Seed processing, storage, marketing and distribution
The same institutions dealing with seed production carry out seed processing, storage, marketing and distribution. Total storage capacity is 6 500 tonne in concrete cold chambers.
In 1997, the value of seed produced in Estonia was estimated at 5 505 million crowns (EEK); imports originated mostly from Finland, Germany and Poland, worth EEK 3 443 million; exports went to Latvia, Ukraine and the Netherlands, and were worth EEK 5 036 million.
There are three institutions engaged in research work: the Estonian Institute of Agriculture (34 scientists) dealing with forage grasses; the Biotechnology Centre (6 scientists) dealing with potatoes; and the Jogeva PBI (22 scientists) dealing with cereals, forage grasses and potatoes. Research areas include production, processing, quality control, storage and packing. So far, biotechnology applications are limited to potatoes.
Advanced training courses in seed production and in seed marketing were delivered by Jogeva PBI in the year 1998-99 to some 314 experts.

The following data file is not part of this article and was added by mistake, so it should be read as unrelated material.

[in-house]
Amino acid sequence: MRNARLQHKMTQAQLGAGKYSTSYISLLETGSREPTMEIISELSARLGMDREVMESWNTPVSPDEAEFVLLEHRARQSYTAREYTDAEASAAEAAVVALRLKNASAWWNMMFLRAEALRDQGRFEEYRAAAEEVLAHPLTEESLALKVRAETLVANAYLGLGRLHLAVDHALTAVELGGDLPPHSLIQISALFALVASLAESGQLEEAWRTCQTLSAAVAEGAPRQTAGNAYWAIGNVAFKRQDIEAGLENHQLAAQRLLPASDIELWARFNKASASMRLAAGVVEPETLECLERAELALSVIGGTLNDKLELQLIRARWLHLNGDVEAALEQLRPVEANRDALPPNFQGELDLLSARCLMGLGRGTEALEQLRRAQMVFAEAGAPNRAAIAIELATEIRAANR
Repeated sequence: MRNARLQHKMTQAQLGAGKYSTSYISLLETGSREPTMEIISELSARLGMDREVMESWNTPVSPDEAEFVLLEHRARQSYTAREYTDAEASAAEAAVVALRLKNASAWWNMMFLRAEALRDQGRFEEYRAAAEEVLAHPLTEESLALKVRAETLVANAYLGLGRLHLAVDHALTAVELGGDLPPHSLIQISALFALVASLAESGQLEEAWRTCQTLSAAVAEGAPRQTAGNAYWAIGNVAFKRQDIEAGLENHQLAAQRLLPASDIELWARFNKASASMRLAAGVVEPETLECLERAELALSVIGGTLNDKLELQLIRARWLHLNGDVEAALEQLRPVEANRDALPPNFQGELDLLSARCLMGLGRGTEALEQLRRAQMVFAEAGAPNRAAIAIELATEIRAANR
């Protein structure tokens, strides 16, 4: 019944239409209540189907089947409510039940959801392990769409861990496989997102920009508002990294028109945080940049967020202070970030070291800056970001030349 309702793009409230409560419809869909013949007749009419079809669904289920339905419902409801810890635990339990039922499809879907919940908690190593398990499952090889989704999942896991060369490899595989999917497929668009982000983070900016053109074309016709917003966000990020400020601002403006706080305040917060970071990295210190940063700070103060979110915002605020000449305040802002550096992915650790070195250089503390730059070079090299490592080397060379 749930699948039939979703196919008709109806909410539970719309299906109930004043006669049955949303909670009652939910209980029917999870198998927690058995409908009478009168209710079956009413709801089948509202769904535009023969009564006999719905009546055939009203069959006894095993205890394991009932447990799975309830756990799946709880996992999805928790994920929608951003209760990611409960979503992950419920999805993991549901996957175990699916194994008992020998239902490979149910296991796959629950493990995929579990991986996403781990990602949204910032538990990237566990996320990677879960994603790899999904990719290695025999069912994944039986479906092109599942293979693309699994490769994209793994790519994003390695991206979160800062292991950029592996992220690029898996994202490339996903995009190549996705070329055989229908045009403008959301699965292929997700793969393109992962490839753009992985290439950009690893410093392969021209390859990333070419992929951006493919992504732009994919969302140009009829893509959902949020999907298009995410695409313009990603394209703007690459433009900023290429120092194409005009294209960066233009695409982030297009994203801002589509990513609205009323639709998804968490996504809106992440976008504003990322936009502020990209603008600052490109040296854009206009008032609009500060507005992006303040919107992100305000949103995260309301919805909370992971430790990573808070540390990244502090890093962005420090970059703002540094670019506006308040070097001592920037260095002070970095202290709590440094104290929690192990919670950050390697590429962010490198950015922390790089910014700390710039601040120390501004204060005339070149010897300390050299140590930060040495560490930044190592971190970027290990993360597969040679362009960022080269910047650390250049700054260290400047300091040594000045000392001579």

Plant genetic resources
There is no national genebank in Estonia, but the Estonian Plant Biotechnology Research Centre, EVIKA, situated in Saku, approximately 20 km from the capital city, Tallinn, has a major in vitro collection of 350 potato cultivars, of which 40 are Estonian.
The other plant genetic resources collections are housed at Jogeva PBI (field, pasture and vegetable crops); at the Polli Experimental Station (fruit trees and berry bushes); and at the Tallinn Botanical Garden (ornamental plants). A collection of wheat mutant lines is maintained by the Institute of Experimental Biology for their use in wheat breeding.